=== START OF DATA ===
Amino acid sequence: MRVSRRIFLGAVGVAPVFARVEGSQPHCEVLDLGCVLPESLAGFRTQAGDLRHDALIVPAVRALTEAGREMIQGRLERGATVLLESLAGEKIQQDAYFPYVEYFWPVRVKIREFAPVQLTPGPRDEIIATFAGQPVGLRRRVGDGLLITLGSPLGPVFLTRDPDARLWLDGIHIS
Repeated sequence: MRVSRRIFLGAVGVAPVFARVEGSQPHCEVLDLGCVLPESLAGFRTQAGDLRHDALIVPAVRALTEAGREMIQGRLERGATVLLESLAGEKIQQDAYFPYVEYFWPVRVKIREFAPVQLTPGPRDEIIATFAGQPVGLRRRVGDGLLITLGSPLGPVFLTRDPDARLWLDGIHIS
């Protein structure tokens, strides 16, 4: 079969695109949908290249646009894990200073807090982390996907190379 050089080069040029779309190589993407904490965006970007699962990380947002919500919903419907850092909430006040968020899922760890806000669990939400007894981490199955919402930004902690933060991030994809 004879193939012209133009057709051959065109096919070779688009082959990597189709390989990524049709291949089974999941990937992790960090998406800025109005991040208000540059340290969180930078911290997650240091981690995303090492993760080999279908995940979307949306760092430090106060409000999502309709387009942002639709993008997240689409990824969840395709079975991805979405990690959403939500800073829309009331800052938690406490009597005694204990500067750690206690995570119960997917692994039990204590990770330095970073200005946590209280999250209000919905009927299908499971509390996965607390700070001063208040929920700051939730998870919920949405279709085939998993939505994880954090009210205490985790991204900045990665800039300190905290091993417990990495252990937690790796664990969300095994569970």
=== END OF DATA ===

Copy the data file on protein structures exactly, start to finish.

Amino acid sequence: MRVSRRIFLGAVGVAPVFARVEGSQPHCEVLDLGCVLPESLAGFRTQAGDLRHDALIVPAVRALTEAGREMIQGRLERGATVLLESLAGEKIQQDAYFPYVEYFWPVRVKIREFAPVQLTPGPRDEIIATFAGQPVGLRRRVGDGLLITLGSPLGPVFLTRDPDARLWLDGIHIS
Repeated sequence: MRVSRRIFLGAVGVAPVFARVEGSQPHCEVLDLGCVLPESLAGFRTQAGDLRHDALIVPAVRALTEAGREMIQGRLERGATVLLESLAGEKIQQDAYFPYVEYFWPVRVKIREFAPVQLTPGPRDEIIATFAGQPVGLRRRVGDGLLITLGSPLGPVFLTRDPDARLWLDGIHIS
């Protein structure tokens, strides 16, 4: 079969695109949908290249646009894990200073807090982390996907190379 050089080069040029779309190589993407904490965006970007699962990380947002919500919903419907850092909430006040968020899922760890806000669990939400007894981490199955919402930004902690933060991030994809 004879193939012209133009057709051959065109096919070779688009082959990597189709390989990524049709291949089974999941990937992790960090998406800025109005991040208000540059340290969180930078911290997650240091981690995303090492993760080999279908995940979307949306760092430090106060409000999502309709387009942002639709993008997240689409990824969840395709079975991805979405990690959403939500800073829309009331800052938690406490009597005694204990500067750690206690995570119960997917692994039990204590990770330095970073200005946590209280999250209000919905009927299908499971509390996965607390700070001063208040929920700051939730998870919920949405279709085939998993939505994880954090009210205490985790991204900045990665800039300190905290091993417990990495252990937690790796664990969300095994569970």